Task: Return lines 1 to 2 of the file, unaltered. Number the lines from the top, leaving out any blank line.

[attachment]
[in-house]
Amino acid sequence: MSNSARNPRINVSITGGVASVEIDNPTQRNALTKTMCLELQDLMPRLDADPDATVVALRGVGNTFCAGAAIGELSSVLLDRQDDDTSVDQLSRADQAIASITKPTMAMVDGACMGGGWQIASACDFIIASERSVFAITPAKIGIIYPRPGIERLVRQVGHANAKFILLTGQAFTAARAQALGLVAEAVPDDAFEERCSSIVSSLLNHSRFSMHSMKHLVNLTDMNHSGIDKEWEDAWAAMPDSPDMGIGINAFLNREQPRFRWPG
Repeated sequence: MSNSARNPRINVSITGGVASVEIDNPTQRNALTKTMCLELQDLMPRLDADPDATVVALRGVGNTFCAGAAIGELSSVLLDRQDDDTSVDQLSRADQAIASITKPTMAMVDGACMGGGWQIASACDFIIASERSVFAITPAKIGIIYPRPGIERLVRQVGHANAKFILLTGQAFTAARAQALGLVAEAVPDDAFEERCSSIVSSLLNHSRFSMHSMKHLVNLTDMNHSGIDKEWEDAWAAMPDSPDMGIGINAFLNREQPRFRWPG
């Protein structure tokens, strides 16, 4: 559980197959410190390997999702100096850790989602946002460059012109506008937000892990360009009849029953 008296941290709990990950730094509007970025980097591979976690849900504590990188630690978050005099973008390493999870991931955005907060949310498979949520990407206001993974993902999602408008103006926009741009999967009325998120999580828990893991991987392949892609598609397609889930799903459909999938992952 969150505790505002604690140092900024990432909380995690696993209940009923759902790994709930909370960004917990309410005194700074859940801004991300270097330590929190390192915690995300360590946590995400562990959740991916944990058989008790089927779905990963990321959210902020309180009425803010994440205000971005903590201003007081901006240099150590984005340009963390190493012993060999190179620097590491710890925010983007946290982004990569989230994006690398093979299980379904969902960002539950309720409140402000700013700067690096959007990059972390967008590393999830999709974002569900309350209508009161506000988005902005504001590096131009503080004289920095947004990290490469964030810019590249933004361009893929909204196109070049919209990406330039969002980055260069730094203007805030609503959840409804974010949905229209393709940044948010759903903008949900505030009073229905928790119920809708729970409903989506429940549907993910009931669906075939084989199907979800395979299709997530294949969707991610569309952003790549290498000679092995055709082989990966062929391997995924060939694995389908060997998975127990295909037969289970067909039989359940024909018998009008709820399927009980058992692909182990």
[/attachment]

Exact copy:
[in-house]
Amino acid sequence: MSNSARNPRINVSITGGVASVEIDNPTQRNALTKTMCLELQDLMPRLDADPDATVVALRGVGNTFCAGAAIGELSSVLLDRQDDDTSVDQLSRADQAIASITKPTMAMVDGACMGGGWQIASACDFIIASERSVFAITPAKIGIIYPRPGIERLVRQVGHANAKFILLTGQAFTAARAQALGLVAEAVPDDAFEERCSSIVSSLLNHSRFSMHSMKHLVNLTDMNHSGIDKEWEDAWAAMPDSPDMGIGINAFLNREQPRFRWPG